Way back in the day, families in colder climates annually switched winter tires (AKA “snow tires”) on their trusty station wagons (with the faux-wood exterior of course). The rise of “all-season tires” ended that ritual for many, but those who drive a lot in serious ski country still make the switch.
Here are three reasons why you should consider switching to winter tires for your ski travel.
1. Rubber composition maintains traction even when temps drop.
One of the tire’s main beneficial characteristics has nothing to do with snow at all. The key difference is actually about temperature. The rubber in all-season tires starts becoming stiffer below about 45 degrees, so traction suffers. Winter tires are made of softer rubber compounds, so they keep their grip even when the temperature drops. Unfortunately, the softer rubber would also wear out faster on dry, warm pavement, so keeping winter tires on year-round is not really sensible.
Most SUV drivers will notice an M + S (“mud and snow”) designation on their tire sidewalls. That label does not necessarily mean they are true winter tires. An actual winter tire will have another symbol of a snowflake inside a mountain.
Drivers of 4×4 vehicles should know that winter tires could actually be more important than the four-wheel drive according to tests by Car and Driver. Acceleration in snow and ice is improved with four-wheel drive, but not necessarily stopping distance or turning control where winter tires matter more.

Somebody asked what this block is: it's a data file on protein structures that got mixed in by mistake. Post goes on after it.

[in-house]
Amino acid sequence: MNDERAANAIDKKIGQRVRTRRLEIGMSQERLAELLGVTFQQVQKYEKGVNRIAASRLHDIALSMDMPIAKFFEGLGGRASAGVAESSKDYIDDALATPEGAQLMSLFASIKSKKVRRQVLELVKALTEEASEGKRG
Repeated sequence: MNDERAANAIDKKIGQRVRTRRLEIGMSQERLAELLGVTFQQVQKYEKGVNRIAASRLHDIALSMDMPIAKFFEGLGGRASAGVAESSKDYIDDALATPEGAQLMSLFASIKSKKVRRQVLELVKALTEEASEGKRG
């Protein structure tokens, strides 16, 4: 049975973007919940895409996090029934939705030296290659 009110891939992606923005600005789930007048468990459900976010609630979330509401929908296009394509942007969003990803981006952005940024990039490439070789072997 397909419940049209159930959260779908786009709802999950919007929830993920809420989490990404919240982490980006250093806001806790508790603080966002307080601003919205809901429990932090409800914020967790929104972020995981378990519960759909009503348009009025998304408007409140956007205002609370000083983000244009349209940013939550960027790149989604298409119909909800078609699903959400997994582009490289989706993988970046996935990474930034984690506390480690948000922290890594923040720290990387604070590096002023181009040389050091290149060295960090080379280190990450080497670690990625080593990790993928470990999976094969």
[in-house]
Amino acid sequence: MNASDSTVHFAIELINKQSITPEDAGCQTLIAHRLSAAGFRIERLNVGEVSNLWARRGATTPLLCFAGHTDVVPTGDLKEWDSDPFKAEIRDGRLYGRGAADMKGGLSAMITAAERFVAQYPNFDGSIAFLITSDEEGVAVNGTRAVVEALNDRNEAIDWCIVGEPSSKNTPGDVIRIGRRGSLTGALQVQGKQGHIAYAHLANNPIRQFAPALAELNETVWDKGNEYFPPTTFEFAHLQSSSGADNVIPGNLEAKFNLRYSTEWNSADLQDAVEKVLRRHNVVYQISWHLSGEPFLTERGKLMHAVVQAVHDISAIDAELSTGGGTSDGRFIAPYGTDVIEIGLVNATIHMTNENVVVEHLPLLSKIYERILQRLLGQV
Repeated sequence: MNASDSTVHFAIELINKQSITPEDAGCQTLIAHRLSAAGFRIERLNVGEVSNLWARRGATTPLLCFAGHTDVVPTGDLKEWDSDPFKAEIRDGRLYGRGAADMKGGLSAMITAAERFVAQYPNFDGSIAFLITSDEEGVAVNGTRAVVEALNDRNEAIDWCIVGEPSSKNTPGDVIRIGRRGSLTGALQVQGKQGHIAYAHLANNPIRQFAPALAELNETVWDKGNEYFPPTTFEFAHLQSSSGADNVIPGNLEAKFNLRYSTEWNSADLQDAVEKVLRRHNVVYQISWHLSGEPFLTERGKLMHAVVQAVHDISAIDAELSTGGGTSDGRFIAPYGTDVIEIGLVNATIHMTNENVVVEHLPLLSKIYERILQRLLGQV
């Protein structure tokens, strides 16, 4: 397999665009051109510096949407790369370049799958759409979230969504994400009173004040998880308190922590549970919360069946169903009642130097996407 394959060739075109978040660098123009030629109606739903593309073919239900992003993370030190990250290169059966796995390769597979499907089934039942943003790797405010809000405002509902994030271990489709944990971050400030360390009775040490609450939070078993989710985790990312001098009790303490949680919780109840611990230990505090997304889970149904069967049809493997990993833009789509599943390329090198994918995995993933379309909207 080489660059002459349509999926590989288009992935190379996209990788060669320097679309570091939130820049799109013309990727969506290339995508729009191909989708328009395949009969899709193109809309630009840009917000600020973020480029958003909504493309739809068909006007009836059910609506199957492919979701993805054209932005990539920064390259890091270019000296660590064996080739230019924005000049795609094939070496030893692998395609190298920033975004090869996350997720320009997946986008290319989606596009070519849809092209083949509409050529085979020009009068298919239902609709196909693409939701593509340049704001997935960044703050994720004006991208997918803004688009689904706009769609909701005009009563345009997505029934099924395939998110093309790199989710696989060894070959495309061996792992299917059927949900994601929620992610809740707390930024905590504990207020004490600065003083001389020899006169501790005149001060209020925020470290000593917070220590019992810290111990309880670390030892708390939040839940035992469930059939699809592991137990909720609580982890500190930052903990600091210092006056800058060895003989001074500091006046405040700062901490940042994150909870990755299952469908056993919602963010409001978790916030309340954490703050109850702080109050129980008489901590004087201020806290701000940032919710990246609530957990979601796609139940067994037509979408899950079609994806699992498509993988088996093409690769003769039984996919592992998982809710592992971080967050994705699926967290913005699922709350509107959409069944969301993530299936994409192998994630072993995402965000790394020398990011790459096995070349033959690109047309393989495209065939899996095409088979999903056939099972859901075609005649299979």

2. Tread design grips snow and ice.
Along with rubber composition, tread design is the other feature of winter tires to grip the snow and ice. Toyo makes winter tires that are literally a nutty mix of those two features. The rubber has tiny walnut shells mixed into the rubber that act like micro-spikes into the snow or ice. For tread design, winter tires generally have small tread blocks and lots of sipes—the fancy name for those thin cuts in the tread.
Studded tires stand atop the traction pyramid. Studdable tires have optional metal cleats spread across the tread surface. These tires really dig into ice. They also dig into dry asphalt, so many states and Canadian provinces have outlawed them during all or part of the year due to higher road-maintenance expenses. (List of U.S. and Canadian laws here.)
3. Long-term cost evens out.
Winter tires generally cost about the same as all-season tires, but an entire second set of four tires is an investment. However with each set of tires being used only during part of the year, the long-term cost does even out to a large extent. Considering it’s tough to put a price tag on safety, winter tires could be worth investigating for many who drive their own vehicles frequently to ski destinations.
4. Winter tires or snow chains?
While winter tires stay on throughout the cold months, snow chains are meant to be a temporary traction aid in very severe weather. In some cases during storms, chains are temporarily required to travel on a certain highway. Therefore, even when driving with winter tires, keeping a set of chains in the car is a good idea when going where such restrictions are fairly common. (Unfortunately, chaining up a vehicle before going through a mountain pass ranks in life’s top 5 “not-fun” experiences.) After the storm passes and the roads are plowed, the chains should be removed.
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